, which focuses on mitigating climate change by conserving and restoring coastal and marine ecosystems that have the ability to store “blue” carbon. Quantifying the benefit of “blue” carbon storage could pave the way for market-based incentives for wetland restoration and conservation, via carbon pollution offsets.
Saintilan said he was interested in working in Southern California because of the similarities between the coastlines of his native southeastern Australia and of Southern California, including climate, geography and population dynamics.
“Management responses have evolved separately on the two sides of the Pacific, and the Fulbright fellowship provides an opportunity for a sharing of perspectives and approaches to these common challenges,” Saintilan said.
Based in Sydney, Saintilan is a senior principal research scientist in the Office of Environment and Heritage
, which is the environmental agency for the Australian state of New South Wales. He leads a group of about 20 scientists who conduct research in support of improved management of aquatic ecosystems.
Saintilan holds a bachelor’s in biology and geography and a Ph.D. in biogeography, both from the University of Sydney.
Dr. Neil Saintilan is an Australian
environmental scientist who works
for the state environmental agency
in New South Wales.
October 21, 2014:
A new report has been released that outlines how to use standardized probability-mapping protocols to track wetlands and other aquatic resources in California, paving the way for scientists to build a cost-effective, California-specific program to assess changes in condition over time.
Co-authored by SCCWRP on behalf of the California Wetland Monitoring Workgroup, the “California Aquatic Resources Status and Trends Program: Mapping Methodology
” report establishes mapping standards and methods that are to be used when monitoring wetlands and other aquatic resources using California’s existing framework. This framework, known as the California Status and Trends program, is adapted from a federal probability-mapping program developed by the U.S. Fish and Wildlife Service. Details of the program design are provided in SCCWRP Technical Report No. 706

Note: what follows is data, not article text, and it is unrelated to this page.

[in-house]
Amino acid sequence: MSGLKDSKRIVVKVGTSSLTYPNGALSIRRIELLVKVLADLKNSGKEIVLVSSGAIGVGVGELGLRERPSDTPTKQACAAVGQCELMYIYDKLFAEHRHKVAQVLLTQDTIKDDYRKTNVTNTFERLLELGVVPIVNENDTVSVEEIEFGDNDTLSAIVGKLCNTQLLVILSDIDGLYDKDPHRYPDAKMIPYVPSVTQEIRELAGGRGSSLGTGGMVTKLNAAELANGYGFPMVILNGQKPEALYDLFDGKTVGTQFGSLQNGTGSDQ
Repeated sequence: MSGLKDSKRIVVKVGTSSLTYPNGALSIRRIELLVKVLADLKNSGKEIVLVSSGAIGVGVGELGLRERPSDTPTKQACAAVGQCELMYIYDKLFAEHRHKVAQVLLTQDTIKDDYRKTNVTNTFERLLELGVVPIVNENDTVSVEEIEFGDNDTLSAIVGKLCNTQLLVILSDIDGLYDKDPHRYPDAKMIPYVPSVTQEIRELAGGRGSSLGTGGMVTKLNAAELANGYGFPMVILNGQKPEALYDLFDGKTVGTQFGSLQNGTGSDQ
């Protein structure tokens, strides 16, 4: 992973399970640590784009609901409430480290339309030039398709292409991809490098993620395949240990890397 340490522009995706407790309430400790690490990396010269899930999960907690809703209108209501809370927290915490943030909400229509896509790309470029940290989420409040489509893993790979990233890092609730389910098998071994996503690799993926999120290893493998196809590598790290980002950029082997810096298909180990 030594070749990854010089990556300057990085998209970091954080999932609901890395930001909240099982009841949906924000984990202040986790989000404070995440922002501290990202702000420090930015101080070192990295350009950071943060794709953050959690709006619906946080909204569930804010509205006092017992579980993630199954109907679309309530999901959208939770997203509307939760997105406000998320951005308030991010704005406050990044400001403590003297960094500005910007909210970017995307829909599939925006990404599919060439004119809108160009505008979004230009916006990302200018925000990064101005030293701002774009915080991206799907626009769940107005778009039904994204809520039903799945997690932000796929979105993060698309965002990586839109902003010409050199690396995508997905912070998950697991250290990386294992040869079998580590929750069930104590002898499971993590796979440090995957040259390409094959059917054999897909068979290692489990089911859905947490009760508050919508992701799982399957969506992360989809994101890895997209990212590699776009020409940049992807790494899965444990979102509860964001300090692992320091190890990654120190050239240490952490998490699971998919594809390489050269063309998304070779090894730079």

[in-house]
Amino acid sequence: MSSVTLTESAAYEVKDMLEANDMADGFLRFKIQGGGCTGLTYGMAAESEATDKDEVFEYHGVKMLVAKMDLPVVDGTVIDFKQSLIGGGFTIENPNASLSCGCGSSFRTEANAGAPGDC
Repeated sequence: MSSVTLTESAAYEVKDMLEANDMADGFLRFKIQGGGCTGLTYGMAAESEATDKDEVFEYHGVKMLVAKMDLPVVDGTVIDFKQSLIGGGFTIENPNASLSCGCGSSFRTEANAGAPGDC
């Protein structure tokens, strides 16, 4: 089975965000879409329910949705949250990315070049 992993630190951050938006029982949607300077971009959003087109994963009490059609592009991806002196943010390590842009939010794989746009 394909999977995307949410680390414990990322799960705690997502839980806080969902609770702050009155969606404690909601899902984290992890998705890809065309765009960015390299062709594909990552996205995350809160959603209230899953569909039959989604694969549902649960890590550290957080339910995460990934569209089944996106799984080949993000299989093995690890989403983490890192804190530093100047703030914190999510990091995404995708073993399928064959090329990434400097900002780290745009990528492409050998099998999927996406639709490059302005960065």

The California Status and Trends program includes about 2,000 randomly selected plots across the state that allow scientists to generate comprehensive, probability-based maps of all aquatic resources, from lakes to streams to wetlands.
The methodology report ensures that the standards and methods used to generate the maps will be consistent and yield comparable results across the state.
The methodology report, which was released this month, was produced by scientists at SCCWRP, the San Francisco Estuary Institute, California State University, Northridge and Moss Landing Marine Laboratories. It is available online as SCCWRP Technical Report No. 833
October 20, 2014:
A new historical ecology study of northern San Diego County estuaries co-authored by SCCWRP has found that the region’s coastal lagoons have shrunk by only about 15% over the past century, bucking a trend of significant estuarine losses across Southern California.
The estuaries have experienced significant changes in habitat types as a result of urbanization, according to the study. Seasonally flooded salt flats cover 90% less area than they once did, replaced by other habitat types like perennial open water, which has expanded its footprint by more than 600%, the study found.
The report, published by the San Francisco Estuary Institute for the California State Coastal Conservancy, was co-authored by scientists from SFEI, the University of Southern California, California State University, Northridge and SCCWRP.
Early landscape photos such as this one of San Diego County's Buena Vista Lagoon from the early 20th century provide important clues about the historical conditions of the region's coastal estuaries. Buena Vista Lagoon was one of six major estuaries studied in northern San Diego County to understand how the region's wetland areas have changed over the past century.